990 F.2d 789 (3rd Cir. 1993), 92-1573, Searles v. Southeastern Pennsylvania Transp. Authority

Docket Nº:individuals, Appellant in No. 92-1573,
Citation:990 F.2d 789
Party Name:Hester Lee SEARLES, Individually, as Administrator of the Estate of Metz John Searles, Deceased, and on behalf of a class of similarly situated
Case Date:April 27, 1993
Court:United States Courts of Appeals, Court of Appeals for the Third Circuit

Page 789

990 F.2d 789 (3rd Cir. 1993)

Hester Lee SEARLES, Individually, as Administrator of the

Estate of Metz John Searles, Deceased, and on

behalf of a class of similarly situated

individuals, Appellant in No. 92-1573,



Hester Lee SEARLES, Individually, as Administrator of the

Estate of Metz John Searles, Deceased, and on

behalf of a class of similarly situated

individuals, Appellant in No. 92-1574,


J. Clayton UNDERCOFLER; Frank W. Jenkins; Mary C. Harris;

Thomas M. Hayward; Richard E. Kurtz; H. Patrick Swygert;

Andrew L. Warren; Louis J. Gambaccini; Howard J. Roberts,

Jr.; Charles W. Thomas; R.O. Swindell; Patrick

Nowakowski; Richard L. Fasy; Joseph Russell; John T.

Prader; Sandra E. Peopples; George Spence; Jeff

McCormick; Hal S. Davidow; W. Eric Vogel; R.M.

Hergenrader; Charles Baum; Stephen C. Stitsworth; Henry

David, Jr.; Gerald P. Lynch, Jr.; Anthony Theodoro;

William Swent; William C. Glenn; Dominic Principe; Gino

Roman; Carmen Digaetano; William Gulden; Dennis Miller;

Robert Burrell; Miguel Moncayo; Gene Yee; Larry Jackson;

R. Lyman; Paul Gary El; James Sweeney; Robert Perazzo;

Richard Lineman; Joseph Farkus, Individually and in their

Official Capacities.

Nos. 92-1573, 92-1574.

United States Court of Appeals, Third Circuit

April 27, 1993

Argued Feb. 22, 1993.

Sur Petition for Rehearing May 21, 1993.

Page 790

Stewart L. Cohen, Kessler & Cohen, Philadelphia, PA, William D. Marvin, Morris M. Shuster (argued), Shuster & Marvin, Bala Cynwyd, PA, for appellants.

David P. Bruton (argued), Drinker, Biddle & Reath, Perry S. Bechtle, LaBrum & Doak, Philadelphia, PA, for appellees.



SEITZ, Circuit Judge.


Plaintiff, Hester Lee Searles, individually and in her capacity as administratrix of the estate of her husband, filed the first of two complaints on October 28, 1991, seeking damages for the fatal injuries sustained by her husband in the derailment of a Market/Frankford Elevated ("El") railcar on March 7, 1990. 1 The Southeastern Pennsylvania Transportation Authority ("SEPTA") which operates the El was the named defendant in the first complaint. On February 20, 1992, plaintiff filed a second complaint against a number of individual SEPTA employees and officers. Both complaints contain similar allegations.

The derailment occurred after a motor that had fallen from the bottom of a moving railcar struck a switch and caused the rear wheels of the car in which decedent was traveling to go onto a different track than the front wheels of that car. The car, which was then travelling on two different tracks, struck the pillars that separated the tracks. As a result, decedent was killed.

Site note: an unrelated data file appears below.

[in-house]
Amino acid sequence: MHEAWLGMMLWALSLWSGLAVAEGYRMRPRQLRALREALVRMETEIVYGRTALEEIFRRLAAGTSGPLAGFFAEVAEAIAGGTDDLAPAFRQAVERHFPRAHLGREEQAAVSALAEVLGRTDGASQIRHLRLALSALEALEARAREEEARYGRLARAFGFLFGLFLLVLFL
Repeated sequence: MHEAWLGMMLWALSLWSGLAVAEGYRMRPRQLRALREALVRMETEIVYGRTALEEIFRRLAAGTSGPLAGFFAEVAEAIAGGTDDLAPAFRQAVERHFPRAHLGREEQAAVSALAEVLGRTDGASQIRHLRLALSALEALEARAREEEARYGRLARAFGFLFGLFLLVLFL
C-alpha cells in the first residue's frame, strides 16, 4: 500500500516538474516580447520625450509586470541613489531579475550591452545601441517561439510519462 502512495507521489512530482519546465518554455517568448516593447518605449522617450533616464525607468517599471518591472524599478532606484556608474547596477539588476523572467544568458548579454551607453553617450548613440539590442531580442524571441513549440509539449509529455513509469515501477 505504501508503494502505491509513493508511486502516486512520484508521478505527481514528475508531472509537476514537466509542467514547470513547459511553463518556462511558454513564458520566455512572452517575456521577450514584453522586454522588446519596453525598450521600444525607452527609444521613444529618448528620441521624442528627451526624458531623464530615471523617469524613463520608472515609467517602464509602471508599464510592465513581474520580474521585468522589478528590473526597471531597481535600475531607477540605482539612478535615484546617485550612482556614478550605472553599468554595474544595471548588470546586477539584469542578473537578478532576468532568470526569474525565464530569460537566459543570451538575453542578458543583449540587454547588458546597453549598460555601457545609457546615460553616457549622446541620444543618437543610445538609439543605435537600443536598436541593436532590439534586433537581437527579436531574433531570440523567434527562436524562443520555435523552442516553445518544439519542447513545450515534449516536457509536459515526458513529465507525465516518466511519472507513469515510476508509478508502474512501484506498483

Plaintiff alleges that defendants failed to secure the motor properly and also failed to discover the alleged dangerous condition despite numerous purported maintenance inspections. Plaintiff asserts liability based upon SEPTA's alleged "policy or custom of following a maintenance inspection and repair program ... which was grossly negligent, in reckless disregard for the safety of the public, and ... continued with deliberate indifference to the rights of others." Plaintiff also asserts that one or more of the individual defendants "adopted and approved" this policy. Plaintiff alleges that "[a]s a result of defendants' acts or omissions, defendants deprived persons in SEPTA's care as users of public transportation of safe and continued enjoyment of life, and liberty without due process of law, entitling plaintiff to bring th[ese] action[s] pursuant to 42 U.S.C. § 1983."

Defendants filed identical motions to dismiss the two complaints for failure to state a claim for which relief could be granted. The district court, in a consolidated memorandum and order, granted both motions to dismiss. Subsequently, plaintiff filed timely appeals from the district court's order.

The district court had jurisdiction over these Section 1983 actions to redress an alleged violation of constitutional rights under 28 U.S.C. § 1331 (1988) and 28 U.S.C. § 1343(a)(3) (1988). We have jurisdiction under 28 U.S.C. § 1291 (1988) over these appeals from the district court's order granting defendants' motions to dismiss. Our review is plenary. See Ditri v. Coldwell Banker Residential Affiliates, Inc., 954 F.2d 869, 871 (3d Cir.1992).


Defendants assert, and the district court concluded, that dismissal of the complaints in these cases was compelled by the Supreme Court's decision in Collins v. City of Harker Heights, Texas, --- U.S. ----, 112 S.Ct. 1061, 117 L.Ed.2d 261 (1992). Plaintiff finds this case distinguishable. Accordingly, we turn to a detailed review of the Collins decision and a comparison of the complaint in that case with plaintiff's complaints in these cases.